Hurlock Councilman Cephas meets with Lt. Gov. Rutherford

MD-Charles Cephas and Boyd Rutherford

Dorchester Banner/Susan M. Bautz
Hurlock Councilman the Rev. Charles Cephas receives the Governor’s award for service to his community from Lt. Governor Boyd Rutherford.

HURLOCK — “There are issues here on the Eastern Shore that I thought needed the Governor and Lt. Governor’s attention,” explained Hurlock Councilman the Rev. Charles Cephas when asked what his recent trip to Annapolis was all about.

Rev. Cephas met with Lt. Governor Boyd Rutherford to discuss “issues important to the Eastern Shore.” He was accompanied by the Rev. George Ames, Monroe Quailes, and Cederick Turner. Among the topics discussed were: Heroin and the Shore; North Dorchester High School; safe and affordable housing; community centers, and protection for police officers.

The councilman noted that a heroin epidemic is spreading across the state. He said moving swiftly to “beat it” does not mean jailing addicts. “In jail they come back out worse than when they went in. Jail is a revolving door. It takes more money to house one prisoner than it does to rehabilitate one addict.” Because it is difficult to understand the conditions addicts live in and the torture in their lives, “You have to know the streets and the people.”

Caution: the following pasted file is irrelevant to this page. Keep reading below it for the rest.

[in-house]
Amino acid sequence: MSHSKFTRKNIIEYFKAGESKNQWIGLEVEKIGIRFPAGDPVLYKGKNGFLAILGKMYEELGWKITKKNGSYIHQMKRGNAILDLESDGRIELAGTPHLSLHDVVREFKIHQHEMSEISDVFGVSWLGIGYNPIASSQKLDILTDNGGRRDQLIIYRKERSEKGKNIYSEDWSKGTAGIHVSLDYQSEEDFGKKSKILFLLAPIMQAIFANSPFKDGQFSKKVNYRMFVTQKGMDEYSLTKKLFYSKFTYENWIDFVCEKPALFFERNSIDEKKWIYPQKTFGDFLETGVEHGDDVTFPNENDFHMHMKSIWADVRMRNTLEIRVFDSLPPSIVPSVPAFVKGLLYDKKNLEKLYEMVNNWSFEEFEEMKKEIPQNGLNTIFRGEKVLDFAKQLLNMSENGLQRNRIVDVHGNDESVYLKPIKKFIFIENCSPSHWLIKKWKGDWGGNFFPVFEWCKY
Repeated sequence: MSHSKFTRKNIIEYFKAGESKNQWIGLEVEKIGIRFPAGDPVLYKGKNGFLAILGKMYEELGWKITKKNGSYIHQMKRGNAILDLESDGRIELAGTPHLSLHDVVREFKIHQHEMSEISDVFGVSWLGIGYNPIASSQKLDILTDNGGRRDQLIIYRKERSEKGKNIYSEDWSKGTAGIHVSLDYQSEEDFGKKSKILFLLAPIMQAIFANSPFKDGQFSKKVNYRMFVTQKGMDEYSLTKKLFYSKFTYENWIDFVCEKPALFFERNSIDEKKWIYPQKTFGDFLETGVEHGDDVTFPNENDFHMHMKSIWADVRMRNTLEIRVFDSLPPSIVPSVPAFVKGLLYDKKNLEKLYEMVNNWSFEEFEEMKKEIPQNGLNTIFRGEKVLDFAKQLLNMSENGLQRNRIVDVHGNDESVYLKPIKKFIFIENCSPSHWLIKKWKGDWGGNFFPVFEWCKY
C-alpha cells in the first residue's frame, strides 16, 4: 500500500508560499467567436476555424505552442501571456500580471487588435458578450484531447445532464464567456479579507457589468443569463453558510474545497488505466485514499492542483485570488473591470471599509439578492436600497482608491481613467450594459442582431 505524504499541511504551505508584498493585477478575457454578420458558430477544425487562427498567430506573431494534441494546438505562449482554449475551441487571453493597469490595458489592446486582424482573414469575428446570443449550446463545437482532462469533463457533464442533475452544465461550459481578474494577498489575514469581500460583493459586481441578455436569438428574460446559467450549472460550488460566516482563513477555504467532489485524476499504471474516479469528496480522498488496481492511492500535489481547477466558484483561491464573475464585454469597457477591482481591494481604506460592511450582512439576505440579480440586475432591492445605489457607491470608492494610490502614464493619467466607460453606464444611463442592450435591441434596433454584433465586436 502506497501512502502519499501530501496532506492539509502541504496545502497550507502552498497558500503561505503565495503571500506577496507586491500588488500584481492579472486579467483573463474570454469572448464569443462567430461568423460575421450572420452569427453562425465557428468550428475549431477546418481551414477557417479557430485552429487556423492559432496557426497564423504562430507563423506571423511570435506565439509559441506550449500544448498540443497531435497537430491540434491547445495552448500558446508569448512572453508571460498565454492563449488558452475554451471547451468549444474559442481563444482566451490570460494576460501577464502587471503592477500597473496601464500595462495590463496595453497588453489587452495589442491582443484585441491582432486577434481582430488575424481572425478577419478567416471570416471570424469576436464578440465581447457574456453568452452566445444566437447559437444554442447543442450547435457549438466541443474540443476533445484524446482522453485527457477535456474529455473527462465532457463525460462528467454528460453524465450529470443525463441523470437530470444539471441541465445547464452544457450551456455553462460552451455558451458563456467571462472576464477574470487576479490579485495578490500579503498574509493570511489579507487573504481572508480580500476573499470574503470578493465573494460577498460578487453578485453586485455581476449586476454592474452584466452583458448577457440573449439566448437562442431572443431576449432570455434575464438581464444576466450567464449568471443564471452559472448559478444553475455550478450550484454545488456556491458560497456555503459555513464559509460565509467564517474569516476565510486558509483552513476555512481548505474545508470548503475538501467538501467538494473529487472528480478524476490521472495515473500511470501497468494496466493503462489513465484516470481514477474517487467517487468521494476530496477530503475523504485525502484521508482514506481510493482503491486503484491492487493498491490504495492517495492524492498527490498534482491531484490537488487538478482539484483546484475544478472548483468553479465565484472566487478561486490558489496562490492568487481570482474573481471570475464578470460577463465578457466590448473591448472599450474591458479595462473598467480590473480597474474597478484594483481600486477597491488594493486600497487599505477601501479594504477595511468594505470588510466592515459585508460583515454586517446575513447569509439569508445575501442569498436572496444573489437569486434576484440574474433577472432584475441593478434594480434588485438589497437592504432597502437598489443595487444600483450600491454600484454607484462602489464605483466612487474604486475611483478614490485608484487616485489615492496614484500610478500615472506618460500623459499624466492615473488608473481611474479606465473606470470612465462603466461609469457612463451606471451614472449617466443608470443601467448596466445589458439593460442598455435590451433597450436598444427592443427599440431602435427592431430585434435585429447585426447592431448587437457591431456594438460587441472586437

Dorchester County needs funding, he explained, both private and state, to build a new North Dorchester High School. At town council meetings the Rev. Cephas has expressed his concern about raising taxes to pay for the school and feels “The state should give top priority to make that school happen in Hurlock,” he said.

Safe and affordable housing is another concern for the Councilman. Those who qualify for aid to moderate and low income families often need help to navigate the waters of large state agencies. For families ready to transition into homes, help must come from the state level because the “local level does not have the funds.” He urged Mr. Rutherford to have the Secretary of Housing and Community Development come to the Eastern Shore, share programs, and “equalize the gap between the Western Shore and the Eastern Shore.”

Rev. Cephas noted the need for a year-round community center in Hurlock for seniors and youth in north Dorchester. The Lt. Governor said he would investigate how the state can assist in the project.

Noting that Dorchester County is one of the poorest state counties with a high unemployment rate, Councilman Cephas emphasized programs that offer young people career counseling and teach financial responsibility. In addition, he noted the importance of body cameras for local law enforcement. “Body cameras are how you bring law enforcement and the community together.” Hurlock’s police officers already use grant-funded body cameras.

The highlight of the Councilman’s day was receiving the Governor’s Award from Lt. Governor Rutherford for Rev. Cephas’ contributions to his local community. “I wasn’t expecting that, being from the little town of Hurlock on the Eastern Shore, and I was very proud to receive it.”

Susan Bautz is a freelance writer for the Dorchester Banner.

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